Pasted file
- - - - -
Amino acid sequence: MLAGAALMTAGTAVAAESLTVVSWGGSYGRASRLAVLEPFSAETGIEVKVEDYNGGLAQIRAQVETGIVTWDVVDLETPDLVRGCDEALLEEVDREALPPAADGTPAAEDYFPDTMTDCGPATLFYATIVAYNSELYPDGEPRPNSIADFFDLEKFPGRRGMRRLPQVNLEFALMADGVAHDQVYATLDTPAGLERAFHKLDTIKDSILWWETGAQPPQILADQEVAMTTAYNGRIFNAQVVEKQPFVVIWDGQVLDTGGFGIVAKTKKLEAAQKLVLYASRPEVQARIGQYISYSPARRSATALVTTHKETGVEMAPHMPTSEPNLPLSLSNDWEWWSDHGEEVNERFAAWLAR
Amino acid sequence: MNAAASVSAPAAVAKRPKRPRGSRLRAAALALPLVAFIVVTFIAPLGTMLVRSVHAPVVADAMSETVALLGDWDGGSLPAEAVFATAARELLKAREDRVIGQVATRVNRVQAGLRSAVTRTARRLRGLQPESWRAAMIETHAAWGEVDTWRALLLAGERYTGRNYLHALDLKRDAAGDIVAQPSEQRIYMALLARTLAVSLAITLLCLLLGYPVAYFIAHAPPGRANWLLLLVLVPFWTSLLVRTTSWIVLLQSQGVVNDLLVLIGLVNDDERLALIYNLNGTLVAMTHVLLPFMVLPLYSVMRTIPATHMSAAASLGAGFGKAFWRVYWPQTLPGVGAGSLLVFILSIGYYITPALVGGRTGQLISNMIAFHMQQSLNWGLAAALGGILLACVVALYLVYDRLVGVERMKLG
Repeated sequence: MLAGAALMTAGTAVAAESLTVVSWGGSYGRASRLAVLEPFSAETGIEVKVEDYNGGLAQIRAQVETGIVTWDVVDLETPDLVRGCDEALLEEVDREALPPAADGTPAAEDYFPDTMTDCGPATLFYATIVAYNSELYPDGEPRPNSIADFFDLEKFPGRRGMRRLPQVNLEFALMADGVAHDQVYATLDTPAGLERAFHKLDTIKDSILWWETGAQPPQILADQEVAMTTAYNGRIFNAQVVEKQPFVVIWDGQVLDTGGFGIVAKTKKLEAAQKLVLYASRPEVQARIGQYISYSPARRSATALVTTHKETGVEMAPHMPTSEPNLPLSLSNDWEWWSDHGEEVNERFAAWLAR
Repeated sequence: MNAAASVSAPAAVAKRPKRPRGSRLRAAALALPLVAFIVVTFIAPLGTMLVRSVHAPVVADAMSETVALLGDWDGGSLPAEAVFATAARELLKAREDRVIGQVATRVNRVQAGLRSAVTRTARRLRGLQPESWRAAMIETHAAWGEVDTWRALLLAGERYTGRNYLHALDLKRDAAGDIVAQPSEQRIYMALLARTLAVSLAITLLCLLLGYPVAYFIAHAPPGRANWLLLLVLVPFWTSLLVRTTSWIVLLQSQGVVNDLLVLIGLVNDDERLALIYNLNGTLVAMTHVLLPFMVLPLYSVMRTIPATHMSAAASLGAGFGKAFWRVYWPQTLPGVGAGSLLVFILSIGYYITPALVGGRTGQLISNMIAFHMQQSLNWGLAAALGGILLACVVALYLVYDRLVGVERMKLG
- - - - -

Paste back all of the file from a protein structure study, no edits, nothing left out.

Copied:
Amino acid sequence: MLAGAALMTAGTAVAAESLTVVSWGGSYGRASRLAVLEPFSAETGIEVKVEDYNGGLAQIRAQVETGIVTWDVVDLETPDLVRGCDEALLEEVDREALPPAADGTPAAEDYFPDTMTDCGPATLFYATIVAYNSELYPDGEPRPNSIADFFDLEKFPGRRGMRRLPQVNLEFALMADGVAHDQVYATLDTPAGLERAFHKLDTIKDSILWWETGAQPPQILADQEVAMTTAYNGRIFNAQVVEKQPFVVIWDGQVLDTGGFGIVAKTKKLEAAQKLVLYASRPEVQARIGQYISYSPARRSATALVTTHKETGVEMAPHMPTSEPNLPLSLSNDWEWWSDHGEEVNERFAAWLAR
Amino acid sequence: MNAAASVSAPAAVAKRPKRPRGSRLRAAALALPLVAFIVVTFIAPLGTMLVRSVHAPVVADAMSETVALLGDWDGGSLPAEAVFATAARELLKAREDRVIGQVATRVNRVQAGLRSAVTRTARRLRGLQPESWRAAMIETHAAWGEVDTWRALLLAGERYTGRNYLHALDLKRDAAGDIVAQPSEQRIYMALLARTLAVSLAITLLCLLLGYPVAYFIAHAPPGRANWLLLLVLVPFWTSLLVRTTSWIVLLQSQGVVNDLLVLIGLVNDDERLALIYNLNGTLVAMTHVLLPFMVLPLYSVMRTIPATHMSAAASLGAGFGKAFWRVYWPQTLPGVGAGSLLVFILSIGYYITPALVGGRTGQLISNMIAFHMQQSLNWGLAAALGGILLACVVALYLVYDRLVGVERMKLG
Repeated sequence: MLAGAALMTAGTAVAAESLTVVSWGGSYGRASRLAVLEPFSAETGIEVKVEDYNGGLAQIRAQVETGIVTWDVVDLETPDLVRGCDEALLEEVDREALPPAADGTPAAEDYFPDTMTDCGPATLFYATIVAYNSELYPDGEPRPNSIADFFDLEKFPGRRGMRRLPQVNLEFALMADGVAHDQVYATLDTPAGLERAFHKLDTIKDSILWWETGAQPPQILADQEVAMTTAYNGRIFNAQVVEKQPFVVIWDGQVLDTGGFGIVAKTKKLEAAQKLVLYASRPEVQARIGQYISYSPARRSATALVTTHKETGVEMAPHMPTSEPNLPLSLSNDWEWWSDHGEEVNERFAAWLAR
Repeated sequence: MNAAASVSAPAAVAKRPKRPRGSRLRAAALALPLVAFIVVTFIAPLGTMLVRSVHAPVVADAMSETVALLGDWDGGSLPAEAVFATAARELLKAREDRVIGQVATRVNRVQAGLRSAVTRTARRLRGLQPESWRAAMIETHAAWGEVDTWRALLLAGERYTGRNYLHALDLKRDAAGDIVAQPSEQRIYMALLARTLAVSLAITLLCLLLGYPVAYFIAHAPPGRANWLLLLVLVPFWTSLLVRTTSWIVLLQSQGVVNDLLVLIGLVNDDERLALIYNLNGTLVAMTHVLLPFMVLPLYSVMRTIPATHMSAAASLGAGFGKAFWRVYWPQTLPGVGAGSLLVFILSIGYYITPALVGGRTGQLISNMIAFHMQQSLNWGLAAALGGILLACVVALYLVYDRLVGVERMKLG